- مبلغ: ۸۶,۰۰۰ تومان
- مبلغ: ۹۱,۰۰۰ تومان
Objective: There are no community based, longitudinal, intra individual epidemiological studies on effect of weather and season on blood pressure. We evaluated the effect of season and temperature on prevalence and epidemiology of BP in tropical climate. Methods and results: It was a longitudinal cross sectional survey of rural and urban subjects in their native surroundings. BP was measured in four different seasons in same subjects. A total of 978 subjects (452 rural and 521 urban) were included in the current analysis. Demographic characteristics such as age, gender, education, occupational based physical activity and body mass index were recorded. Mean BP, both systolic and diastolic were significantly higher in winter season as compared to summer season. Mean difference between winter and summer was 9.01 (95% CI: 7.74–10.28, p < 0.001) in systolic BP and 5.61 (95% CI: 4.75–6.47, p < 0.001) in diastolic BP. This increase in BP was more marked in rural areas and elderly subjects.Prevalence of hypertension was significantly higher during winter (23.72%) than in summer (10.12%). Conclusion: BP increases significantly during winter season as compared to summer season. Increase is more marked in rural areas and elderly subjects. Seasonal variation in BP should be taken into account while looking at prevalence of hypertension in epidemiological studies.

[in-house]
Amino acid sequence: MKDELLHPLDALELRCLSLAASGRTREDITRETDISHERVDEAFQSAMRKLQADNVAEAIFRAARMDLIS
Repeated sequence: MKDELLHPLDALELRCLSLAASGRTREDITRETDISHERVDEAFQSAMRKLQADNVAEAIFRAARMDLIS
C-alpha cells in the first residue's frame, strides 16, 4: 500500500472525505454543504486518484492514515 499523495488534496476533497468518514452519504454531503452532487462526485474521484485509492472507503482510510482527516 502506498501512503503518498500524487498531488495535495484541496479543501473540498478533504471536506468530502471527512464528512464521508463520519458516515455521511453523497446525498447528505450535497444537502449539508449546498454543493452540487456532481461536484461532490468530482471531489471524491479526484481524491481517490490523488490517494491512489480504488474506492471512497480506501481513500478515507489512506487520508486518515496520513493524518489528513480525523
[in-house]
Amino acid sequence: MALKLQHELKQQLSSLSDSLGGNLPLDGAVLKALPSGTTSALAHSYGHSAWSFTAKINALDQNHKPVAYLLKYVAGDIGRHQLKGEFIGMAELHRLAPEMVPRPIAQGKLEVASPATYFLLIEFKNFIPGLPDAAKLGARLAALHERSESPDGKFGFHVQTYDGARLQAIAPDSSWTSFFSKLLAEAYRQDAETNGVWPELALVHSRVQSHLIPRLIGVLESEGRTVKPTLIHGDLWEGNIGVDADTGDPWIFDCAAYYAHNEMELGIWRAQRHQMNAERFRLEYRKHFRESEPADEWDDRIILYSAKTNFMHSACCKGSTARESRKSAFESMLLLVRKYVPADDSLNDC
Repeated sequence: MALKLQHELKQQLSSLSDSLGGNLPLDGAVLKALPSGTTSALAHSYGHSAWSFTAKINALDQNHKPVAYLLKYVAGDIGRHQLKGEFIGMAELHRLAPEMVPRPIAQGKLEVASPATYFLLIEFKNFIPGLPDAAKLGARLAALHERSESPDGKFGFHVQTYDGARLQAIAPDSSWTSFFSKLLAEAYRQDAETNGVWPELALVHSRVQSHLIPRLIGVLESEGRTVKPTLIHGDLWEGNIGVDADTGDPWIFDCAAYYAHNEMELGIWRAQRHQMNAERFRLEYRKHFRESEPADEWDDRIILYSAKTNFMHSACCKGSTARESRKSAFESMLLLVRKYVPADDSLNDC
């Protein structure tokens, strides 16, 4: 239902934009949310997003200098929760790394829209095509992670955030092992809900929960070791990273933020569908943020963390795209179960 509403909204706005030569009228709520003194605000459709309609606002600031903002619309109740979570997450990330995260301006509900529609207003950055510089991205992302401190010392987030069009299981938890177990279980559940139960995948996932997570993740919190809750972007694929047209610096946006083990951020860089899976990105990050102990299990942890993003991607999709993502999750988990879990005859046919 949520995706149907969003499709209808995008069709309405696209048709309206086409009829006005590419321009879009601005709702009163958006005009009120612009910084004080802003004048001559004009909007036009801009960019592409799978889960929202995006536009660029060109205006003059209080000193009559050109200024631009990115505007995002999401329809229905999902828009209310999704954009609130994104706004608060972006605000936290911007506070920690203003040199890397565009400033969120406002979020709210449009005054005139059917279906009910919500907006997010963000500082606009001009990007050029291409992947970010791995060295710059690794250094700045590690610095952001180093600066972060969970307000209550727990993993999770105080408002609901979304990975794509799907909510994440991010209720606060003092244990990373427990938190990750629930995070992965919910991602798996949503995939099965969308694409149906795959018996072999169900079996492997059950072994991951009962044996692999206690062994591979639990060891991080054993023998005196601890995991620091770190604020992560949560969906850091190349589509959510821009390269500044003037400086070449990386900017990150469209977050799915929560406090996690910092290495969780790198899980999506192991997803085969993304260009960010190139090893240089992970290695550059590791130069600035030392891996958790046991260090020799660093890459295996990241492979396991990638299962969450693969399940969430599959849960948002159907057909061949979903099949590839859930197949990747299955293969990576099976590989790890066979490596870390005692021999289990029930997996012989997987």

The present study was conducted in a community setting, both rural and urban areas of North India and BP was recorded in out-ofclinic settings in native surroundings (either home or workplace). The study shows that there was significant seasonal variation in BP. Highest BP (Mean SBP/DBP) were observed during winter (131.28/ 83.24 mm Hg) and lowest during summers (122.27/77.69 mm Hg). There are very few studies available from developing countries.3,5,6 A study from China demonstrated a significant increase in clinic blood pressure (SBP/DBP) by 10/4 mm Hg between summer and winter which is similar to our study.6 Another clinic based study from rural China also showed that there was significant difference in adjusted SBP/DBP (19.2/7.7 mm Hg) between winter and summer.5 However, both these studies were clinic based. Our study is the largest study from a developing country in out-ofclinic settings. An increase in prevalence of hypertension during winter as compared to other seasons was noticed in the current study. Prevalence became more than doubled during winter (23.72%) as compared to summer season (10.12%). Similar finding was reported recently in a study from rural China where hypertension detection during winter was twice high (50.6%) as compared to summer (19.4%).5 Few other studies have also reported the same.15–18 However, most of these studies were hospital based.A recent epidemiological survey reported that an increase of 1C in air temperature reduced hypertension prevalence at two survey visits with an odds ratio of 0.98 (95% confidence interval: 0.96–0.99).